Just a few random notes... What were the Dutch doing on the front all morning and into the early afternoon? I can't make up my mind about it. Obviously doing the work is not better than not doing the work, viewing such things in a vacuum, but if you can afford to do the work and set up your key people properly, then it's worth the cost. I guess of the big power teams the Dutch had no sprinter, and therefore had the most interest in a hard race that would come apart at the end. Boom for sure seemed incredibly eager to take his chances on the climbs, and if the predicted monsoon had materialized maybe we'd be looking at another mud-stained smile full of his pearly whites. Certainly inattentiveness would lead to Niki Terpstra heading out for one of his patented strolls. But no scenario where the Dutch wait around for nothing to happen was going to see the race fall in their laps. It didn't work, but at least they tried, and when the road narrowed and position battles took place, they were in the right spot.
Germany played things OK, with Degenkolb being in position to attack in the final climbs, or follow attacks, in the person of Stybar. But the race was too hard for Greipel, who sagged backward in the end, and though I haven't seen the entire replay I recall hearing that Tony Martin was spent on chasing breaks inside the final 40km that Germany didn't place a rider in. Italy, I think, were always just going to play for Viviani, not believing the race was hard enough to do more, or having the right rider for a classics-style conclusion. Actually they had several maybe-types, like Oss and Quinziato and Trentin, but one of them would need something truly special to overcome a star-studded field.
If Belgium had a credible threat it seemed to come in the person of Boonen. Van Avermaet was the pre-race favorite mentioned most from their roster, with Gilbert...being Gilbert. But it was Boonen, ten years removed from his own Rainbow win, who seemed like his best self, powering up 23rd Street every lap on the front, which is exactly how he sees his proper place in a cobbled race. His greeting with Sagan after the line was also vintage Tommeke, hungry for a win but not to the exclusion of being happy for others on their day. I have no idea what their relationship is; for all I know Sagan might be going out on some of those multi-team training rides around East Flanders that we all know about, through the magic of Google Street View. In the small world of any professional sport friendships often transcend teams, especially at an event like the Worlds where the national team is a temporary scrambling of trade-team relationships to begin with. Anyway, it was just very gratifying to see a great champion like Boonen smiling and hammering up the cobbles like he was shot from a torpedo tube.
Lastly, it's time to talk about what this experience was really about -- gathering the Cafe into meatspace. When I've gone to races, which happens all too infrequently, I've been torn between playing media professional (cough) and socializing. The former could lend itself to some more interesting posts here, and I briefly lay awake last night thinking about how, if I'd been more organized, I could have probably rounded up some interviews (would they be interesting? On the eve of a big race, maybe not.). By necessity I only briefly orbited the Proper Press world, and as the week wore on it seemed like where I belonged was with friends, on the barriers, in whatever state you call that, screaming encouragement to the peloton that never seems as close to home as it would on this day.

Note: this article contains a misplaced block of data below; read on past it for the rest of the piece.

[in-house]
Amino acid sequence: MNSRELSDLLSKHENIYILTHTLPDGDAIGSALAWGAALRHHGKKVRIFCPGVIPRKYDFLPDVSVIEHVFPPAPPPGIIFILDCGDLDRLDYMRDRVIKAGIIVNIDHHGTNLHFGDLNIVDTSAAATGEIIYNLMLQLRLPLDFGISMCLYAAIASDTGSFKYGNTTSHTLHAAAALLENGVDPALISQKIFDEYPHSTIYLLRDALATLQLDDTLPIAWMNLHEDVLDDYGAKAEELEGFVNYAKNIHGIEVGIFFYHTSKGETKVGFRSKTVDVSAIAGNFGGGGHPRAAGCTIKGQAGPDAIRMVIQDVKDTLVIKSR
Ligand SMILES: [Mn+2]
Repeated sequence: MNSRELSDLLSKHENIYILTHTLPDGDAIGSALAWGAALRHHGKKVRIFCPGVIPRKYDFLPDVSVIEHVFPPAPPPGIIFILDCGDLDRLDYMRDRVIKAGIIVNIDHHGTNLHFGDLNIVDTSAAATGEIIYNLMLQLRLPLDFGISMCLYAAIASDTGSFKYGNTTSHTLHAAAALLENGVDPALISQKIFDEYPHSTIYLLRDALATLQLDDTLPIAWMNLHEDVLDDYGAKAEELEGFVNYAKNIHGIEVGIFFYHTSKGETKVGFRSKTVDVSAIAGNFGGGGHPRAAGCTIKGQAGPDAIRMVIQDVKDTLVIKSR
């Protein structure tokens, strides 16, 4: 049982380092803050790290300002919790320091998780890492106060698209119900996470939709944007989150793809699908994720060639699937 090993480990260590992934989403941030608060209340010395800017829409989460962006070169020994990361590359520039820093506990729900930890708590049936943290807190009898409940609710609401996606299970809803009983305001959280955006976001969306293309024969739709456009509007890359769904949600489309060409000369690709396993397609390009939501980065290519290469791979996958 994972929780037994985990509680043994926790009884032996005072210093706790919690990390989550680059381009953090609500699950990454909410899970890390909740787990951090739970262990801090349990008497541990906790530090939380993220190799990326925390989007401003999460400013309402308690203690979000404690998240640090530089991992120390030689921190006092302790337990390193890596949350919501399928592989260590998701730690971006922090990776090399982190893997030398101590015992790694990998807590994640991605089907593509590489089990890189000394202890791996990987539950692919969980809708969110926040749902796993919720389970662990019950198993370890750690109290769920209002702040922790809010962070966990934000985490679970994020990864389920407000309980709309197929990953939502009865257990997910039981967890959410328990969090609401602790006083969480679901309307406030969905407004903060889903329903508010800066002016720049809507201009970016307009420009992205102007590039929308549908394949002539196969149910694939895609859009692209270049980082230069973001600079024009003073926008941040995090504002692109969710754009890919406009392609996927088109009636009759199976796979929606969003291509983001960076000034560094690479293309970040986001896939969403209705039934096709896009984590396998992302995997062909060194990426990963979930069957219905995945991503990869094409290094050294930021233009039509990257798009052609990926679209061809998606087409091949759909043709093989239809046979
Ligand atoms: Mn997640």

The week was a reminder of the wonderful friendships I've made over the decade of writing at this site. I can't count how many people I connected with, and don't want to count how many more were around and I didn't manage to connect with, but there is no question that Richmond 2015 was our biggest and most gratifying gathering in the history of the Podium Cafe. To those who made it and said a quick hello, it was a real pleasure to put faces to names. To those who were hanging around the table of our temporary HQ in the morning (getting ready to ride or go race-watching), or who wandered back after the action was done, it was really enjoyable to enact a real Cafe experience. And of course, to my comrades in calling out to our heroes, hanging over the barriers and soaking in the action that brought us all together in the first place, ... that was fucking GREAT!
One last props, to Richmond. I think it worked as I predicted it would -- marked by friendly locals, boisterous (if not exaclty Euro-style) crowds, and a well-considered plan to keep things to complain about to a bare minimum. Local estimates put the foot traffic at some 50% more than expected, which I don't think can be verified but probably means that things went well. Apart from a couple drug-addled freaks screaming around the course for a few minutes, I don't recall anything going wrong. Oh, except that apparently the region spent a little too much time trying to reassure people about the traffic issues and ended up scaring everyone away until the final weekend. So maybe those attendance figures are a bit face-saving. Who knows. I just recall a clever course working the way it was designed, with pockets of delighted fans spread around at intervals that were easy to reach and settle into for exactly the kind of experience you'd have hoped for. Chapeau. Let's do this again in less than 30 years, if possible.